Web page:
In the empirical model we will describe in this post, U(1) is still weak hypercharge but SU(2) without mass is electromagnetism (with charged massless gauge bosons, positive for positive electric fields and negative for negative electric fields) and left-handed isospin charge (forming quark doublets, mesons). The Glashow/Weinberg mixing remains, but the massless electrically neutral product is the graviton, an unobservably high-energy photon whose wavelength is so small that it only interacts with the tiny black hole-sized cores of the gravitational charges (masses) of fundamental particles. This has the advantage of making U(1) x SU(2) x SU(3) a theory of all interactions, without changing the experimentally-confirmed mathematical structure significantly (we will show below how the Yang-Mills equation reduces to the Maxwell equations for charged massless gauge bosons). The addition of mass to the half of the electromagnetic gauge bosons gives them their left-handed weak isospin charge so they interact only with left-handed spinors. The other features of the weak interaction (apart from just acting on left-handed spinors) such as the weak interaction strength and the short range, are also due to the massiveness of the weak gauge bosons. has particular advantages to electromagnetism and leads to quantitative predictions of the masses of particles, and predicting the force coupling strengths for the various interactions. E.g., as shown in previous posts, a random walk of charged electromagnetic gauge bosons between similar charges randomly scattered around the universe gives a path integral with a total force coupling that is 1040 times that from quantum gravity, and so it predicts quantitatively how electromagnetism is stronger than gravity:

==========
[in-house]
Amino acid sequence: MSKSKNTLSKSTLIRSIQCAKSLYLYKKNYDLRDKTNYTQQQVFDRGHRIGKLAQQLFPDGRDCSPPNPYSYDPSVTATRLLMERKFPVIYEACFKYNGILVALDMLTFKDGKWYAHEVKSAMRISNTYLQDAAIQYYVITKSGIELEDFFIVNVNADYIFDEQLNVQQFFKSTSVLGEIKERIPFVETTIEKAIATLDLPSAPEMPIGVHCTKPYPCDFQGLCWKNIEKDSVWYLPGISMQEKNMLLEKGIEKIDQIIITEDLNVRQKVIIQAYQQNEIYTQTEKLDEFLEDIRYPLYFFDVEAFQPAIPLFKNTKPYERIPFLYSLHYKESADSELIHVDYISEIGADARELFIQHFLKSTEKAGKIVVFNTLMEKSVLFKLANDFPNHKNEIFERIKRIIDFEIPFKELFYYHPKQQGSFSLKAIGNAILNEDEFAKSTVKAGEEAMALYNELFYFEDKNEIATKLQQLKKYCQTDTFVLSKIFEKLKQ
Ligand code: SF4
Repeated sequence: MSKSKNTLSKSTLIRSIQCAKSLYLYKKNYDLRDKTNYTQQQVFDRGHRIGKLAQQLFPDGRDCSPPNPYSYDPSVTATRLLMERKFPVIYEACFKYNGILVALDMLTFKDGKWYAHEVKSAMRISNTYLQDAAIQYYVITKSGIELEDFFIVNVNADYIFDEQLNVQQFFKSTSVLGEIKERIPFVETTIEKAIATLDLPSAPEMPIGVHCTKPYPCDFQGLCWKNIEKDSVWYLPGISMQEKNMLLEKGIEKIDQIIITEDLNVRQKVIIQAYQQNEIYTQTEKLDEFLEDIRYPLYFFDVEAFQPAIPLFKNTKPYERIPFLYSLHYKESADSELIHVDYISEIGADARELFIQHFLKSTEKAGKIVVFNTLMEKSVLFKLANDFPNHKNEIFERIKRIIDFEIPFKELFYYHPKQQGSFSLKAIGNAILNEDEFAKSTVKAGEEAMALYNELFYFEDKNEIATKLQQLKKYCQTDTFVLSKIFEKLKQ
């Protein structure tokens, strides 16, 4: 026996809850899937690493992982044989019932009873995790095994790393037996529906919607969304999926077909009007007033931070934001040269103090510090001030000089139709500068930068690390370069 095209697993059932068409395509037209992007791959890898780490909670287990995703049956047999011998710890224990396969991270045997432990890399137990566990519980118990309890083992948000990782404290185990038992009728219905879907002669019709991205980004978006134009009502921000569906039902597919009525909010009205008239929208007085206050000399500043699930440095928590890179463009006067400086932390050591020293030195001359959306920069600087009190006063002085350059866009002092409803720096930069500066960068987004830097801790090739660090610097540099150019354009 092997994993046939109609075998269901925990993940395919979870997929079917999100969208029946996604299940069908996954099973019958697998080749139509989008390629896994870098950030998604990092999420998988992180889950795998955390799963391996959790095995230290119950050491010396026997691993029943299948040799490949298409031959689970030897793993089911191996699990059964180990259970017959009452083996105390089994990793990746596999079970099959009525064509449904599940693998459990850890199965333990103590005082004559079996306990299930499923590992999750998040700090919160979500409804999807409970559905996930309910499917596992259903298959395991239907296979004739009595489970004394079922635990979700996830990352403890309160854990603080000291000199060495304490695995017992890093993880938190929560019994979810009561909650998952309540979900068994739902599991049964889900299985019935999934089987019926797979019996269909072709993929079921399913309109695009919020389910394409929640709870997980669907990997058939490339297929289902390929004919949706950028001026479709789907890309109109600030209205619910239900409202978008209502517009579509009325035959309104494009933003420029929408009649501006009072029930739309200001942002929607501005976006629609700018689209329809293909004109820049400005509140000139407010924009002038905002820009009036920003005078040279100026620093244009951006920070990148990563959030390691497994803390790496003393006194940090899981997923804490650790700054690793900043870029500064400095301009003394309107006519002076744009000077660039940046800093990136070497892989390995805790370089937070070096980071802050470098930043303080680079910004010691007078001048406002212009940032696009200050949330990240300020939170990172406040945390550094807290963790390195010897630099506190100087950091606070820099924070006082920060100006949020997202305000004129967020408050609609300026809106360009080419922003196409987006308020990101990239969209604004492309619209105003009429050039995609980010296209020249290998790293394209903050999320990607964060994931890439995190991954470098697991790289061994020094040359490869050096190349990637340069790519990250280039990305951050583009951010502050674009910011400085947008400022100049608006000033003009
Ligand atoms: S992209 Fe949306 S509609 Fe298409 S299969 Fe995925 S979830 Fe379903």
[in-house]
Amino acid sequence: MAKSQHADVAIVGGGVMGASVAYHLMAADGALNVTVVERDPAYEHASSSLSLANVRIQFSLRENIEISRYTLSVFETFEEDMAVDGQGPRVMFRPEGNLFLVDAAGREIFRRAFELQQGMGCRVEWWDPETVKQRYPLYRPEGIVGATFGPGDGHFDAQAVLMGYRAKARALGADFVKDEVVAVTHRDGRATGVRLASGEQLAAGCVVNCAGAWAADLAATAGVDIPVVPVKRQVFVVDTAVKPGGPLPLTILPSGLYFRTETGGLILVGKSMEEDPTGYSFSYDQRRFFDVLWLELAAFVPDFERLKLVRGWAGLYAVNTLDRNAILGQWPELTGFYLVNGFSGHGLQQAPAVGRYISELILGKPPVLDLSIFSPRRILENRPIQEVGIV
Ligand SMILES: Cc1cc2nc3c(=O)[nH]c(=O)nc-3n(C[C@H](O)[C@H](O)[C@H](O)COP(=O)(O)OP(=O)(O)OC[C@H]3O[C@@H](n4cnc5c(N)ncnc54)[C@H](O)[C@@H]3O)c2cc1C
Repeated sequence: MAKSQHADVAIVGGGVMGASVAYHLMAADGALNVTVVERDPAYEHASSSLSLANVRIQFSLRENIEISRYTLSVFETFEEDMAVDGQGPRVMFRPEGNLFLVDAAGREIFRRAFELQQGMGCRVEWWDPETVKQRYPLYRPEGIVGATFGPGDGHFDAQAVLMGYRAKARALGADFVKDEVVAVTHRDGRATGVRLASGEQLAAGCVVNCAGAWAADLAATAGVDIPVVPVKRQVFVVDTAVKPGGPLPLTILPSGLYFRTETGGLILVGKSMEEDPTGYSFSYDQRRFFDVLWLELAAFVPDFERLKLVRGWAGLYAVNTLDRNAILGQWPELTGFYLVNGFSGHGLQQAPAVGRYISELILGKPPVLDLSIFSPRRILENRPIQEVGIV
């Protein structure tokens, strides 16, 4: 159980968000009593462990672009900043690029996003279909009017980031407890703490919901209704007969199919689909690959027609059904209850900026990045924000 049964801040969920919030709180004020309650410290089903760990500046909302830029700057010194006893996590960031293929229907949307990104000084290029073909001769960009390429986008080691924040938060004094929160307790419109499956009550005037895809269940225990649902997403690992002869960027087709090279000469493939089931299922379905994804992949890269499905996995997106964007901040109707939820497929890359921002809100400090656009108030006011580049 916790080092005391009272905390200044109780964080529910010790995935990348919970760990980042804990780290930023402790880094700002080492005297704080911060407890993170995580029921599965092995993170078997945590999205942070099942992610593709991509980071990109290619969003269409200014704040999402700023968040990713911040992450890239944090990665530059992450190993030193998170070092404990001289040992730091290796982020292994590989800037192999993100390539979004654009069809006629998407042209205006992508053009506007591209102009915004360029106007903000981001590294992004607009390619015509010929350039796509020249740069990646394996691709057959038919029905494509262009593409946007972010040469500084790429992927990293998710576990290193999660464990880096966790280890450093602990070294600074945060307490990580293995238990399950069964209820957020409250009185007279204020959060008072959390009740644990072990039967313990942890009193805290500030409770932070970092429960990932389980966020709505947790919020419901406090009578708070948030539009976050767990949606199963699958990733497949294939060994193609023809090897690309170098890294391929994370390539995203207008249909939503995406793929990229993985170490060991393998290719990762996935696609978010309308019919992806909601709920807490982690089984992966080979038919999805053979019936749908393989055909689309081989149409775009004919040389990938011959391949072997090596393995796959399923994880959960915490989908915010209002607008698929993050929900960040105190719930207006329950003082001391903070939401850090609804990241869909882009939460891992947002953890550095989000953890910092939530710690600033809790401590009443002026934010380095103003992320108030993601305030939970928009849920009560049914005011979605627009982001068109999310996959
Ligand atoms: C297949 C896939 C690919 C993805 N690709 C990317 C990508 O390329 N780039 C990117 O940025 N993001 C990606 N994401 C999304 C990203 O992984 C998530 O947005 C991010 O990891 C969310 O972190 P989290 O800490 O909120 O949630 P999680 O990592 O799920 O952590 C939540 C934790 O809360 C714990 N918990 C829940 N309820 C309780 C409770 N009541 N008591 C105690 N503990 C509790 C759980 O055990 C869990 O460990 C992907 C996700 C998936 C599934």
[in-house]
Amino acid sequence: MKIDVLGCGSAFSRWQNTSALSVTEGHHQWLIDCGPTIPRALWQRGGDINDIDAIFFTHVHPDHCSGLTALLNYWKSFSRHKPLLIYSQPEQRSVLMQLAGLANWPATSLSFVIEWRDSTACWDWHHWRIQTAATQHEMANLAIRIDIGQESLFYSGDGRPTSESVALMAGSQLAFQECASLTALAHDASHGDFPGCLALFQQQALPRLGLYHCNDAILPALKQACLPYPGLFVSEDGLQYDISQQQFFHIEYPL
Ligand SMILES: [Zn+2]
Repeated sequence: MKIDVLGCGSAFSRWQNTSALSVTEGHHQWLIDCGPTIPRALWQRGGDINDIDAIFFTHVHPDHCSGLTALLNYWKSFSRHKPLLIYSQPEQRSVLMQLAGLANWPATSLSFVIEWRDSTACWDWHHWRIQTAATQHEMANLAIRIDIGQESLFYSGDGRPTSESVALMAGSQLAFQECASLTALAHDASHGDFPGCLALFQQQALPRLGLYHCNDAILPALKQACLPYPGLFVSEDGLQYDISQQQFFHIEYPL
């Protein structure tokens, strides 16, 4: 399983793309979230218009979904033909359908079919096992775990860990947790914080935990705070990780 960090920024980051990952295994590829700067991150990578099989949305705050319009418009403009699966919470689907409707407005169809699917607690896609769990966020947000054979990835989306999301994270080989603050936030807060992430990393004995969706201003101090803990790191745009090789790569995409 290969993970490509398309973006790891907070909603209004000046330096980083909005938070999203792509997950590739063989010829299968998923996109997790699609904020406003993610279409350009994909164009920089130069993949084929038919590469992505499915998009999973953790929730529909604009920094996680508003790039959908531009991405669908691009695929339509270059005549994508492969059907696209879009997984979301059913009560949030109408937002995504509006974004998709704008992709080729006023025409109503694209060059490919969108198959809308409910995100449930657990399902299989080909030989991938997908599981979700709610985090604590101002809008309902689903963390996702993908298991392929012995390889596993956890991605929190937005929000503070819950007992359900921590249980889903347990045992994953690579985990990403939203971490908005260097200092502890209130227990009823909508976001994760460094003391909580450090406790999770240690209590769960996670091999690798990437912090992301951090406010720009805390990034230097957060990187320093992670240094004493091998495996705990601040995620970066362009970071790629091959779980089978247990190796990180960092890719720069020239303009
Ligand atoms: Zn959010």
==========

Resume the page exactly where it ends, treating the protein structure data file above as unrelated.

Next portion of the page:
final-theory21Above: some benefits of the new theory for physically understanding electromagnetic interactions (without invoking the magical ‘4-polarization photon’), understanding fields, resolving anomalies in electromagnetism, and predicting masses of fundamental particles and the strength of electromagnetism relative to gravity (electromagnetism is theoretically stronger by the square root of the number of fermions, 1080/2 = 1040). If a discrete number of fixed-mass gravitational charges clump around each fermion core, ‘miring it’ like treacle, you can predict all lepton and hadron inertial and gravitational masses. The gravitational charges have inertia because they are exchanging gravitons with all other masses around the universe, which physically holds them where they are (if they move, they encounter extra pressure from graviton exchange in the direction of their motion, which causes contraction, requiring energy; hence resistance to acceleration, which is just Newton’s 1st law, inertia). The illustration of a miring particle mass model shows a discrete number of 91 GeV mass particles surrounding the IR cutoff outer edge of the polarized vacuum around a fundamental particle core, giving mass. A PDF table comparing crude model mass estimates to observed masses of particles is linked here. There is evidence for the quantization of mass from the way the mathematics work for spin-1 quantum gravity. If you treat two masses being pushed together by spin-1 graviton exchanges with the isotropically distributed mass of the universe accelerating radially away from them (viewed in their reference frame), you get the expected correct a prediction of gravity as illustrated here. But if you do the same spin-1 quantum gravity analysis but only consider one mass and try to work out the acceleration field around it, as illustrated here, you get (using the empirically defensible black hole event horizon radius to calculate the graviton scatter cross-section) a prediction that gravitational force is proportional to mass2, which suggests all particles masses are built up from a single fixed size building block of mass. The identification of the number of mass particles to each fermion (fundamental particle) in the illustration and in the table here is by the analogy of nuclear magic numbers: in the shell model of the nucleus the exceptional stability of nuclei containing 2, 8, 20, 50 or 82 protons or 2, 8, 20, 50, 82 or 126 neutrons (or both), which are called ‘magic numbers’, is explained by the fact that these numbers represent successive completed (closed) shells of nucleons, by analogy to the shell structure of electrons in the atom. (Each nucleon has a set of four quantum numbers and obeys the exclusion principle in the nuclear structure, like electrons in the atom; the difference being that for orbital electrons there is generally no interaction of the orbital angular momentum and the spin angular momentum, whereas such an interaction does occur for nucleons in the nucleus.) Geometric factors like twice Pi appear to be obtained from spin considerations, as discussed in earlier blog posts, and they are common in quantum field theory. E.g., Schwinger’s correction factor for Dirac’s magnetic moment of the electron is 1 + (alpha)/(2*Pi).